# Nonlogical axioms and their validity

I am reading A Friendly Introduction to Mathematical Logic by Leary and Kristansen. The authors show that the logical axioms are valid. Since the logical axioms are independent of the language, they are true in any $$\mathcal{L}$$-structure and any first order language $$\mathcal{L}$$.

This gets confusing when it comes to nonlogical axioms. Peano Axioms $$N$$ (see Example 2.8.3) are nonlogical axioms in the language of number theory $$\mathcal{L}_{NT}$$. Here's my question: If $$\mathfrak{N}$$ is the standard structure of the number theory, is it correct to say that $$\mathfrak{N}\models N$$? Is it simply true by definition? Or do we accept nonlogical axioms to be true in any structure?

Likewise, if we are in the language of set theory, do we call the structure $$\mathfrak{S}$$ to be "standard" where ZF is accepted as nonlogical axioms?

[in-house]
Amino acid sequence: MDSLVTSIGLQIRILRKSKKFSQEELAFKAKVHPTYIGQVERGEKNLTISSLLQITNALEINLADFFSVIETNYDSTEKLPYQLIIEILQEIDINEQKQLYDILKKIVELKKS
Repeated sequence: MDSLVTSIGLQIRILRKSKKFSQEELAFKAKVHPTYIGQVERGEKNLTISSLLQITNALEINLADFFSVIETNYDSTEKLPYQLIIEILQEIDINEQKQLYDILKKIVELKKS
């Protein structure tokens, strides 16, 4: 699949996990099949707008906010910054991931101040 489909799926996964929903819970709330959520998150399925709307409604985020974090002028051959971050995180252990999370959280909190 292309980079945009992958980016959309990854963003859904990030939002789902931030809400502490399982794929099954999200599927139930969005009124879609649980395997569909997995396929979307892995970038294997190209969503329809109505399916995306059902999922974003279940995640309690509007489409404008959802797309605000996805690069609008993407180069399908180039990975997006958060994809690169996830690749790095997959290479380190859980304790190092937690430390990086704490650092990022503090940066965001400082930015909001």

Also, the authors prove that there is no way that a set of $$\mathcal{L}_{NT}$$ sentence can ever characterise the standard structure, i.e., even if there was some other structure such that $$\mathfrak{A}$$ where the Peano axioms $$N$$ was true then it would not hold that $$\mathfrak{A}\simeq\mathfrak{N}$$.

• Exactly; we assume that Peano Axioms are true in the "standard model". And no; non-logical axioms are not valid i.e. true in very structure. The axiom $\lnot \exists x (0=s(x))$ does not hold in a domain with only one objcet. Commented Mar 21, 2021 at 7:55
• Your comment makes sense to me. There is no standard model for vector spaces. Speaking mathematically, we would not really call those models which do not satisfy the non logical axioms of vector space to really be a vector space. So, is there any point of studying those models which really do not satisfy the nonlogical axioms which "actually" define those algebraic structures?
– ashK
Commented Mar 21, 2021 at 8:20

If $$\mathfrak N$$ is the standard structure of the number theory, is it correct to say that $$\mathfrak {N} \vDash \mathsf {PA}$$ [where $$\mathsf {PA}$$ are the Peano Axioms]?
And no; non-logical axioms are not valid, i.e. true in every structure. The axiom $$¬∃x(0=s(x))$$ does not hold in a domain with only one object.